Every day I am amazed by how much life has changed in the last twenty years. In pre-cell phone camera days (Remember those? I do!) we had to debate stories and decide without visual evidence to believe one side or another. We judged based on reputation and societal expectations. We took the side of the teacher over the student, the adult over the child, the police officer over the suspected robber. But with cameras, the power structure has flipped, and all of the previously unknown abuses of power are now replayed in the lucid form of cell phone video.
Rodney King was arrested in 1991 and beaten by the side of the road while a local witness, George Holliday, videotaped much of it from his balcony and sent the footage to local news station. Now at the first moment of conflict we take out our cameras and record the action. We press record so there is objective evidence of what is happening. We also record so that we can re-see, so that we can check our first impressions against the recording. In that, we realize how fallible we are…our memories torqued or our angles off…it is always possible to be missing something off to the side. While even video isn’t perfect, the ubiquity of the medium and our access to it as a tool is still a force to be reckoned with – our way of experiencing the world has changed.
I just finished the book “Drawing Blood” by Molly Crabapple. It is a memoir filled with sketches that describes her “coming of age” as an adult, as a woman, and as an artist. One thing that really struck me is how her art changed from sketching women performing burlesque in Manhattan clubs to becoming a witness of the Occupy Movement, which was happening right down the street from her apartment. After gaining a foothold as an illustrator by using her artistic ability to represent politics, Crabapple was sent to Guantanamo Bay by Vice magazine to sketch the legal proceedings since photography is not allowed. In one of her sketches is Rita Lasar, who lost her brother in the Twin Towers on 9-11, and who traveled to Gitmo to be a witness. The idea of seeing, being present for and seeking understanding of a moment is profound to me. A witness is not necessarily an actor, but a person who is present for the action and reports back on the experience. By being there, the witness has power – you are a primary source.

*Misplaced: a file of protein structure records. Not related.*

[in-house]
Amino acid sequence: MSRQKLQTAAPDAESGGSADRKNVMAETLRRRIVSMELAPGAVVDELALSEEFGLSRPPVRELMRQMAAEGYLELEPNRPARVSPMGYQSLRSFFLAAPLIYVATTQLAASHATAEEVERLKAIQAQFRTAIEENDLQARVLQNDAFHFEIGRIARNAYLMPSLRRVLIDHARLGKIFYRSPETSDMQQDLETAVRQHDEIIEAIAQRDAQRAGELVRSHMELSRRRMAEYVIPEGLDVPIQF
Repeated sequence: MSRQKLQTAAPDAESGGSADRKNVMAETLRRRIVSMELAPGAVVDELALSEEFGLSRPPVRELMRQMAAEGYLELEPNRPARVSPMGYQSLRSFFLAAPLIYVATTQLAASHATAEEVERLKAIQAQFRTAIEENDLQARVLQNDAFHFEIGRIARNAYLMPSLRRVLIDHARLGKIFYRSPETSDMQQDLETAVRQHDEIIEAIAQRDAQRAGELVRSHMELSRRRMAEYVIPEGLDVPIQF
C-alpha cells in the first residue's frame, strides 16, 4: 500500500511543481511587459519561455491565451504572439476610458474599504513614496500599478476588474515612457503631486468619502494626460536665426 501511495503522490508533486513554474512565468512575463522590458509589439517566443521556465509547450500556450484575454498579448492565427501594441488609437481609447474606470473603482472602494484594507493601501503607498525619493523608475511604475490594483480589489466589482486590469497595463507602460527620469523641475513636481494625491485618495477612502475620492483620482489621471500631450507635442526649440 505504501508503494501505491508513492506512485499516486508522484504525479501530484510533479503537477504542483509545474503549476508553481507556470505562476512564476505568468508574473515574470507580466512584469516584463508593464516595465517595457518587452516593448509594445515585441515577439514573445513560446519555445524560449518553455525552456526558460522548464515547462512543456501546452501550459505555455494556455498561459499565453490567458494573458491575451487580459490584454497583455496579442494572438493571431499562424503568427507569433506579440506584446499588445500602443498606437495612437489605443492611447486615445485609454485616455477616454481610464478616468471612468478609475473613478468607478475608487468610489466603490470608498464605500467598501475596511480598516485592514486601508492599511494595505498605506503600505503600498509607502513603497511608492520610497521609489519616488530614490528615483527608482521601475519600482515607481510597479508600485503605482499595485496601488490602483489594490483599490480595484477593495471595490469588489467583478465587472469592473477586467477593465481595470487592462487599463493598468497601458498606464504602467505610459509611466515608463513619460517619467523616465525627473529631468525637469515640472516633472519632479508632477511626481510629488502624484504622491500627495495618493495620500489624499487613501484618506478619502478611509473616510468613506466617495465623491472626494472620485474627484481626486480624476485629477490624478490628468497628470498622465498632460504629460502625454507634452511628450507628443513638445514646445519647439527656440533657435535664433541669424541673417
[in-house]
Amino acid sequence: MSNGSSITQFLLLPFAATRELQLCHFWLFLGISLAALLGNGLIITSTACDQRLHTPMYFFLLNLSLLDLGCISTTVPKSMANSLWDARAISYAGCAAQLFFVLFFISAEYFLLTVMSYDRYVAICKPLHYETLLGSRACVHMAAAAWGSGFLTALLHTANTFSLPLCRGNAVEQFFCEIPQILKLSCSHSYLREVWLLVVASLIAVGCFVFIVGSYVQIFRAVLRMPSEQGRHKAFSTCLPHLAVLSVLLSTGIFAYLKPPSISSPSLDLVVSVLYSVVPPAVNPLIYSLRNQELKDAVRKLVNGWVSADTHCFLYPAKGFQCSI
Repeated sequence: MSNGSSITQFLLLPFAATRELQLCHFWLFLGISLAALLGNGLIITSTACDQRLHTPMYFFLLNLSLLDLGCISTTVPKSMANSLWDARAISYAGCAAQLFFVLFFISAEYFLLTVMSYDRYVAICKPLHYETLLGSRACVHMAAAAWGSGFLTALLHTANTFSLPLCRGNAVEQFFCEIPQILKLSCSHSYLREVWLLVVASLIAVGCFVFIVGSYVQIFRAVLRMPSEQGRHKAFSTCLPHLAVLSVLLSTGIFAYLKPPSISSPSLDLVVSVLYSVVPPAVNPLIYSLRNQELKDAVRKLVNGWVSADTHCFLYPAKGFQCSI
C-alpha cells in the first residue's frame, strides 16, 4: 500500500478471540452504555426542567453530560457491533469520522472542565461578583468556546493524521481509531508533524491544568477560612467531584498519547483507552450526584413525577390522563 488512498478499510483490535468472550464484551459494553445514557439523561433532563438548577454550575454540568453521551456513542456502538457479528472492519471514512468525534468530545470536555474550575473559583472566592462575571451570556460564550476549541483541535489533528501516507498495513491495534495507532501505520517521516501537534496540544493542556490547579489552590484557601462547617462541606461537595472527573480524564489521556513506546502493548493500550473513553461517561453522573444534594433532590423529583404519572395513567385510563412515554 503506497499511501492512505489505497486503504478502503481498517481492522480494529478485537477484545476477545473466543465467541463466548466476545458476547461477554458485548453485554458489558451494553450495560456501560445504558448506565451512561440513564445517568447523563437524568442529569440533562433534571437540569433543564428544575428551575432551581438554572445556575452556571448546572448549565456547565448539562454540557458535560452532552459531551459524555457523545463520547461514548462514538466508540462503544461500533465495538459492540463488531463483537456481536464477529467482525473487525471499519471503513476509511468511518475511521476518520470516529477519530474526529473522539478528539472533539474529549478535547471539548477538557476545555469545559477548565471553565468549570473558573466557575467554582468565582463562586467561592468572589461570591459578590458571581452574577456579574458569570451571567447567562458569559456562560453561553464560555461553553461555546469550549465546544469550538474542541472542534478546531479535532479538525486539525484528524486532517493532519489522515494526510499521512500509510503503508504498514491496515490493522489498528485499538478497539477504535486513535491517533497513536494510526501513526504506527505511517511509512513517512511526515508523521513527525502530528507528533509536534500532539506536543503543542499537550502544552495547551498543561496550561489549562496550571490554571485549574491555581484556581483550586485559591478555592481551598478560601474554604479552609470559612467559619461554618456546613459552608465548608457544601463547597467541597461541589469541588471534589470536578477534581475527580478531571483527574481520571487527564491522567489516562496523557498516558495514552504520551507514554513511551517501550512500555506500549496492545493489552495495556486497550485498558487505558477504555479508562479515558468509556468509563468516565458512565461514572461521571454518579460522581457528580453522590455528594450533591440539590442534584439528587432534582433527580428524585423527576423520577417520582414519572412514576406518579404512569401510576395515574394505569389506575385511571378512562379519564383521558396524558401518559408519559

In this election year consider ways to meld your creativity with your political beliefs (no matter what they are) by showing up to a rally, a fundraiser, walk-a-thon, pancake breakfast, or a protest and take notes on the political machine and machinations. As the political season heats up, consider practicing being a witness and writing about what you see.
Due to the rise of phones with cameras we are no longer stuck debating WHAT happened but can delve deeply and question WHY it happened. Since we don’t need to rely on hearsay we can delve deeper into the socio-economic-historical reasons and greater forces at work in our lives. As author Salman Rushdie stated, “Expression of speech is fundamental to all human beings. We are language animals, we are story-telling animals. Without that freedom of expression, all other freedoms fail.”